All somethings are someones. –David Spangler
These new paradigm writers are asking us to question the assumptions/presuppositions we’ve had for the past few centuries. These assumptions include materialism, reductionism, and the influence of randomness. They are asking us to investigate different assumptions such as
I guess it shouldn’t have surprised me that within hours of the release of Avatar, people had decoded the made-up language in it, called Na’vi. It’s amazing that someone could do it so quickly. I’m impressed.
But there’s one niggling thing that is bugging me. It seems to me that Na’vi was just mapped onto English—new sounds for the same concepts. Did Paul Frommer (the creator of Na’vi) simply paste our cultural assumptions (e.g., subjects and objects exist in a container called space, animals and plants can’t “talk” to humans, rocks aren’t conscious) into that language? Or did he incorporate the culture of Pandora into it?
In The Holographic Universe, Michael Talbot quotes Bernie Siegel who said that “people are addicted to their beliefs. When you try to change someone’s belief they will act like an addict” (p. 6). If we are addicted to our beliefs, we won’t give them up until we see how they are wrecking our lives. Did we choose to believe that we’re all separate beings from everybody and everything else? No, that was so firmly established both by our experience of ourselves as young children and by how others treated us, then reinforced by language that separates I from You, that we just take it for granted that we’re all separate.
Well, what if we’re not?
I race sailboats. Can you believe it? A Midwest bookworm with hardly a competitive bone in her body goes out on Lake Michigan in rain, sun, wind, and no wind to tack and jibe around a few inflatable buoys practically every Saturday in the summer. Why (aside from the fact that it’s generally a lot cooler on the lake)?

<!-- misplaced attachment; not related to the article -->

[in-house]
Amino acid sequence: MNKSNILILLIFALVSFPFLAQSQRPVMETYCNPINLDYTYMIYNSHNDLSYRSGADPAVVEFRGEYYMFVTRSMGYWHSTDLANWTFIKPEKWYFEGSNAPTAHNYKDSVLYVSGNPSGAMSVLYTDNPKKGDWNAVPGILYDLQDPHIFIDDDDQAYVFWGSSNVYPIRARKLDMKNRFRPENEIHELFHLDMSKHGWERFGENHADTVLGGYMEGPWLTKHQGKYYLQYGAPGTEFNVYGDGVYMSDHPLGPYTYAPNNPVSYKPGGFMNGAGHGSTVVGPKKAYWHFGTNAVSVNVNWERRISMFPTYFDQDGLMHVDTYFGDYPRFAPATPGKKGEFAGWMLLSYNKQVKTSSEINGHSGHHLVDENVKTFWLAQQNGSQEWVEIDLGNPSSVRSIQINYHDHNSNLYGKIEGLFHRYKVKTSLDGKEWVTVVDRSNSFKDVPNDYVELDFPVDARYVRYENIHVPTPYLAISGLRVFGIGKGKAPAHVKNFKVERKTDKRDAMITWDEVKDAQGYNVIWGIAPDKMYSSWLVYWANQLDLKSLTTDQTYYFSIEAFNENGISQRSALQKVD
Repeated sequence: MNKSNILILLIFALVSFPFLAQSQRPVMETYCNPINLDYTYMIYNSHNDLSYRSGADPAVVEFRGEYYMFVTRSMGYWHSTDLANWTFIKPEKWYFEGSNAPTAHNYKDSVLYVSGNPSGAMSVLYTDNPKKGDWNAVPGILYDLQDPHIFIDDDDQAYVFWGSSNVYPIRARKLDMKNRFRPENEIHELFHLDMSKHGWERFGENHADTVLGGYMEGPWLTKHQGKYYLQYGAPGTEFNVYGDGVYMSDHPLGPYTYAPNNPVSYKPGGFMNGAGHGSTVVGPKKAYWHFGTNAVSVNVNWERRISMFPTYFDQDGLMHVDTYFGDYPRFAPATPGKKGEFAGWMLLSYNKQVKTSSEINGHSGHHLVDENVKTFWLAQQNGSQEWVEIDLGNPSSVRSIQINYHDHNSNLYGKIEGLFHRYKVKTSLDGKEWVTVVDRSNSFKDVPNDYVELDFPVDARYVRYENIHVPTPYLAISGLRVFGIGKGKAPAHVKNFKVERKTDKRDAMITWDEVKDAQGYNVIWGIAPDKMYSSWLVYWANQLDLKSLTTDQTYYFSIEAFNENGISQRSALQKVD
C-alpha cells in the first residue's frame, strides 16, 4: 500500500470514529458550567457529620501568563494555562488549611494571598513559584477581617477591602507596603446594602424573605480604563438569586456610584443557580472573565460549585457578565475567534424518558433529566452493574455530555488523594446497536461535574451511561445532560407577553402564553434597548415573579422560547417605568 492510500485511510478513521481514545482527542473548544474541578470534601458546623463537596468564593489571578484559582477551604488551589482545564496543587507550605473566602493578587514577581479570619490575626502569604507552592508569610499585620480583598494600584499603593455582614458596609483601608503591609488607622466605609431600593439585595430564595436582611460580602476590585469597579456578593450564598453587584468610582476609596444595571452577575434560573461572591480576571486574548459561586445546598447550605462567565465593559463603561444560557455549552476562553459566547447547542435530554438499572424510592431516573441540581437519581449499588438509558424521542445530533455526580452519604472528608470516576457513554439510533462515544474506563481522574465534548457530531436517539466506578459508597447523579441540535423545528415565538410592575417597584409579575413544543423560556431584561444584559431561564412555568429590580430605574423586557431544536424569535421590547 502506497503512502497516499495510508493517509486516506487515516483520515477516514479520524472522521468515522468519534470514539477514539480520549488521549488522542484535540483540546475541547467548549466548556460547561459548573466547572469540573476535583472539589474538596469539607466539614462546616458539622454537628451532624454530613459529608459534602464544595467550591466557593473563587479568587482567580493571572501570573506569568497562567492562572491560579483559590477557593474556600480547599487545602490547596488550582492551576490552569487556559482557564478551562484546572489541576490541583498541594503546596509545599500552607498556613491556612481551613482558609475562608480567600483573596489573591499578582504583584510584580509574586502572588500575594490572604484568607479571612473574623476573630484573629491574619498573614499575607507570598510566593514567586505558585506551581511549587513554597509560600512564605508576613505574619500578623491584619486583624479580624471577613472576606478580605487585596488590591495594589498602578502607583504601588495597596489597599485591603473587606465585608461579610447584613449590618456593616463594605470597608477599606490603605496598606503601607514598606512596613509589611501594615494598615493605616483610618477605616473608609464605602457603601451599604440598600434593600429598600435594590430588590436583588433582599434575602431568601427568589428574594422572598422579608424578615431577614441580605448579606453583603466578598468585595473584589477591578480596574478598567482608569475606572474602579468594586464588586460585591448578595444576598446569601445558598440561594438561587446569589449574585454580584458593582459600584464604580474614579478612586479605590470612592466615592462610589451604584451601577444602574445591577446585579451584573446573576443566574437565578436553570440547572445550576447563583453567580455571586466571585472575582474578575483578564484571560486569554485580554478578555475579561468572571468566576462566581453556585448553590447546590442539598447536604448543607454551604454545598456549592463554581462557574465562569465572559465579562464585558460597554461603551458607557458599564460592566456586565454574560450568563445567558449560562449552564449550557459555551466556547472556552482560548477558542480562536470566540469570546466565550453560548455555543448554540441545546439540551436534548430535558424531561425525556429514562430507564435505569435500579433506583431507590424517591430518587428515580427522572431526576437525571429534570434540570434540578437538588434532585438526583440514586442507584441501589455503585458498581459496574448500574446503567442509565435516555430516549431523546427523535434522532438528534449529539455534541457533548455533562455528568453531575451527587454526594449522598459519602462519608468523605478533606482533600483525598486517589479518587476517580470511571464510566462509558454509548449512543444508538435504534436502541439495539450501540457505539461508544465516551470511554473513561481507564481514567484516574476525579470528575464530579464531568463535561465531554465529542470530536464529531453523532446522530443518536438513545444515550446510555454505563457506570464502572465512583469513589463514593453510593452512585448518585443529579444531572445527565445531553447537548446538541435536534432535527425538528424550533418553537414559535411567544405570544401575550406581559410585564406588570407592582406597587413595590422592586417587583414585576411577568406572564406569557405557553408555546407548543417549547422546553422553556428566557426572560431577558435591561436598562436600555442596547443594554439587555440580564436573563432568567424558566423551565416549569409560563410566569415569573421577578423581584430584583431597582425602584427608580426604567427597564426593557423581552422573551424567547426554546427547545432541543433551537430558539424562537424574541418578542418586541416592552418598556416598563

There’s a feeling you get when the sails are trimmed right for the wind—that the boat and you are in harmony. The boat practically sails herself. She just “feels good” (which when you’re racing means that she feels fast). I like to trim the spinnaker downwind (that’s me on the right), because there’s another kind of “being one with” that happens then. After you learn all the signs to look for when trimming the “spinny” (e.g., Is the luff curling? Is the pole at the right height? Are the clews even? etc), you just feel what needs to be done and do it without having to think about it. You let your consciousness merge with the sail, and you don’t even have to analyze all those signs, your body just responds to what the sail needs. You become one with the spinnaker.